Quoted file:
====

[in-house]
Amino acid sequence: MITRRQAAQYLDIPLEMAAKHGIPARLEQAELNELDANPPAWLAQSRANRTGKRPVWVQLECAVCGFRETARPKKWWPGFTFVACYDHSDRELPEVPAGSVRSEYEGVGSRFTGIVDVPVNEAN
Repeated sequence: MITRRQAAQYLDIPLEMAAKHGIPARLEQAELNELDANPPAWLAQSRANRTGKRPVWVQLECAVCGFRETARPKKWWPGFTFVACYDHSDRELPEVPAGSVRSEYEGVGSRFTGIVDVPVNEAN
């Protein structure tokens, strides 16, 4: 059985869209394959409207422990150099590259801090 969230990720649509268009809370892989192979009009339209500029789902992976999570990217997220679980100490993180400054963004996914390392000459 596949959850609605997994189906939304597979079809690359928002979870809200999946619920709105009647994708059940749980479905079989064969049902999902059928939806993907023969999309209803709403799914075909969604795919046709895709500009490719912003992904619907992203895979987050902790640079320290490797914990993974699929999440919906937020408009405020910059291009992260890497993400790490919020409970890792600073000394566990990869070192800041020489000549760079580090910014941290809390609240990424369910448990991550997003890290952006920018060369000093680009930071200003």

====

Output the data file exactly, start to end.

[in-house]
Amino acid sequence: MITRRQAAQYLDIPLEMAAKHGIPARLEQAELNELDANPPAWLAQSRANRTGKRPVWVQLECAVCGFRETARPKKWWPGFTFVACYDHSDRELPEVPAGSVRSEYEGVGSRFTGIVDVPVNEAN
Repeated sequence: MITRRQAAQYLDIPLEMAAKHGIPARLEQAELNELDANPPAWLAQSRANRTGKRPVWVQLECAVCGFRETARPKKWWPGFTFVACYDHSDRELPEVPAGSVRSEYEGVGSRFTGIVDVPVNEAN
């Protein structure tokens, strides 16, 4: 059985869209394959409207422990150099590259801090 969230990720649509268009809370892989192979009009339209500029789902992976999570990217997220679980100490993180400054963004996914390392000459 596949959850609605997994189906939304597979079809690359928002979870809200999946619920709105009647994708059940749980479905079989064969049902999902059928939806993907023969999309209803709403799914075909969604795919046709895709500009490719912003992904619907992203895979987050902790640079320290490797914990993974699929999440919906937020408009405020910059291009992260890497993400790490919020409970890792600073000394566990990869070192800041020489000549760079580090910014941290809390609240990424369910448990991550997003890290952006920018060369000093680009930071200003």